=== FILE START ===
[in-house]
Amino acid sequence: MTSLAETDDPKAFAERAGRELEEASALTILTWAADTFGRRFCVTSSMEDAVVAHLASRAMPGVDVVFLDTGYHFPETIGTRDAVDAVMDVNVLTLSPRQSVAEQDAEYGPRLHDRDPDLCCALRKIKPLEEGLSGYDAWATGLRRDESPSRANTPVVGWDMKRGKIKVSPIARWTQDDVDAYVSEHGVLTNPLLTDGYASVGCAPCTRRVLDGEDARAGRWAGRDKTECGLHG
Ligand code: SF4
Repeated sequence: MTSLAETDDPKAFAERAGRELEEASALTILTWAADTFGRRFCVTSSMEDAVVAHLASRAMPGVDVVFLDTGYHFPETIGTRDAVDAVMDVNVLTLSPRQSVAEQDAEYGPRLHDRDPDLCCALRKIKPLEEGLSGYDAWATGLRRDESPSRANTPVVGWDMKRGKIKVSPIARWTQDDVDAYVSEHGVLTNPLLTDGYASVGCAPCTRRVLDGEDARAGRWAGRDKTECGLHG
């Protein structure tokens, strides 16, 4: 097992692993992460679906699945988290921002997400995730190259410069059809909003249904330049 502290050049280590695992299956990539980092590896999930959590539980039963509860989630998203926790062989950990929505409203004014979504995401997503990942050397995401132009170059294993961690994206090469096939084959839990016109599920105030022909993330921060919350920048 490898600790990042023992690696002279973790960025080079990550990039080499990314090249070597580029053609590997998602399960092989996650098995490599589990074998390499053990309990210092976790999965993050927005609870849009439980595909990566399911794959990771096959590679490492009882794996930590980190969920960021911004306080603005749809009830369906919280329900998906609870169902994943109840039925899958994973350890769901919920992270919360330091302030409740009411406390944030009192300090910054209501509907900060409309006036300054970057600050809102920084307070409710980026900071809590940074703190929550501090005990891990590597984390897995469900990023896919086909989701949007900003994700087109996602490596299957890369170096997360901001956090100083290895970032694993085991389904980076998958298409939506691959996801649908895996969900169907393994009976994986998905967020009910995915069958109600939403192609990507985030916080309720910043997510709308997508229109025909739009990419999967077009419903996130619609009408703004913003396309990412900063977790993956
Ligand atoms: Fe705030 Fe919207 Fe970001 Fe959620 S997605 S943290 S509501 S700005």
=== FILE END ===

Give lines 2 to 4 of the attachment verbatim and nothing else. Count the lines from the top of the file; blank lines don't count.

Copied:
Amino acid sequence: MTSLAETDDPKAFAERAGRELEEASALTILTWAADTFGRRFCVTSSMEDAVVAHLASRAMPGVDVVFLDTGYHFPETIGTRDAVDAVMDVNVLTLSPRQSVAEQDAEYGPRLHDRDPDLCCALRKIKPLEEGLSGYDAWATGLRRDESPSRANTPVVGWDMKRGKIKVSPIARWTQDDVDAYVSEHGVLTNPLLTDGYASVGCAPCTRRVLDGEDARAGRWAGRDKTECGLHG
Ligand code: SF4
Repeated sequence: MTSLAETDDPKAFAERAGRELEEASALTILTWAADTFGRRFCVTSSMEDAVVAHLASRAMPGVDVVFLDTGYHFPETIGTRDAVDAVMDVNVLTLSPRQSVAEQDAEYGPRLHDRDPDLCCALRKIKPLEEGLSGYDAWATGLRRDESPSRANTPVVGWDMKRGKIKVSPIARWTQDDVDAYVSEHGVLTNPLLTDGYASVGCAPCTRRVLDGEDARAGRWAGRDKTECGLHG